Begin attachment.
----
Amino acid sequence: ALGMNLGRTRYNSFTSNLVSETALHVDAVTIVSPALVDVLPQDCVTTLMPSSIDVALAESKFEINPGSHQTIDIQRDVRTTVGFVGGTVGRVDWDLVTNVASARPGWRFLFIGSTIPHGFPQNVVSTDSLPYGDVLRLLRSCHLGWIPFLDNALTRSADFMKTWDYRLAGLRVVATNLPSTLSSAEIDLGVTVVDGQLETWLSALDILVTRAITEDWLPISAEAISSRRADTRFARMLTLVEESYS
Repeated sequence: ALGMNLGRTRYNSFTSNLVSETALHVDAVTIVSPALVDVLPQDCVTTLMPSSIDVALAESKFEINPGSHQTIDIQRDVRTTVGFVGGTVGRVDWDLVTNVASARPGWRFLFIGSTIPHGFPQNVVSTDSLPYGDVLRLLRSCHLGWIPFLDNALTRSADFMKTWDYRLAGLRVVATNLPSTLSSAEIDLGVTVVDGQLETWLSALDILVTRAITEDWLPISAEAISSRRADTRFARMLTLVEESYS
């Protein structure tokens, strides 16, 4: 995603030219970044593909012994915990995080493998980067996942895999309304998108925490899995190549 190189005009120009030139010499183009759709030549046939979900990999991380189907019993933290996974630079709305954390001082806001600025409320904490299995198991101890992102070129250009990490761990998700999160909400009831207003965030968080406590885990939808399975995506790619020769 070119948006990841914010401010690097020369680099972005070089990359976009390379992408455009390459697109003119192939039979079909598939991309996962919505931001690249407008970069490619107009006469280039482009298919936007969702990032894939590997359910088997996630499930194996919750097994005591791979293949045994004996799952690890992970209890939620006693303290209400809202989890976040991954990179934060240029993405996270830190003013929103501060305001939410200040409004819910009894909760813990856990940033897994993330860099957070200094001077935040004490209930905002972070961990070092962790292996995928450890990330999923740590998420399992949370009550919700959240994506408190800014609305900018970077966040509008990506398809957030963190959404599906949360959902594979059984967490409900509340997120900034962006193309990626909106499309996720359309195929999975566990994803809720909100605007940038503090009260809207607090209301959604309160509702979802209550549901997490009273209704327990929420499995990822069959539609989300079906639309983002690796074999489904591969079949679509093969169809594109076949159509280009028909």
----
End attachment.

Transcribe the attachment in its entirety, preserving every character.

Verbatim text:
Amino acid sequence: ALGMNLGRTRYNSFTSNLVSETALHVDAVTIVSPALVDVLPQDCVTTLMPSSIDVALAESKFEINPGSHQTIDIQRDVRTTVGFVGGTVGRVDWDLVTNVASARPGWRFLFIGSTIPHGFPQNVVSTDSLPYGDVLRLLRSCHLGWIPFLDNALTRSADFMKTWDYRLAGLRVVATNLPSTLSSAEIDLGVTVVDGQLETWLSALDILVTRAITEDWLPISAEAISSRRADTRFARMLTLVEESYS
Repeated sequence: ALGMNLGRTRYNSFTSNLVSETALHVDAVTIVSPALVDVLPQDCVTTLMPSSIDVALAESKFEINPGSHQTIDIQRDVRTTVGFVGGTVGRVDWDLVTNVASARPGWRFLFIGSTIPHGFPQNVVSTDSLPYGDVLRLLRSCHLGWIPFLDNALTRSADFMKTWDYRLAGLRVVATNLPSTLSSAEIDLGVTVVDGQLETWLSALDILVTRAITEDWLPISAEAISSRRADTRFARMLTLVEESYS
């Protein structure tokens, strides 16, 4: 995603030219970044593909012994915990995080493998980067996942895999309304998108925490899995190549 190189005009120009030139010499183009759709030549046939979900990999991380189907019993933290996974630079709305954390001082806001600025409320904490299995198991101890992102070129250009990490761990998700999160909400009831207003965030968080406590885990939808399975995506790619020769 070119948006990841914010401010690097020369680099972005070089990359976009390379992408455009390459697109003119192939039979079909598939991309996962919505931001690249407008970069490619107009006469280039482009298919936007969702990032894939590997359910088997996630499930194996919750097994005591791979293949045994004996799952690890992970209890939620006693303290209400809202989890976040991954990179934060240029993405996270830190003013929103501060305001939410200040409004819910009894909760813990856990940033897994993330860099957070200094001077935040004490209930905002972070961990070092962790292996995928450890990330999923740590998420399992949370009550919700959240994506408190800014609305900018970077966040509008990506398809957030963190959404599906949360959902594979059984967490409900509340997120900034962006193309990626909106499309996720359309195929999975566990994803809720909100605007940038503090009260809207607090209301959604309160509702979802209550549901997490009273209704327990929420499995990822069959539609989300079906639309983002690796074999489904591969079949679509093969169809594109076949159509280009028909």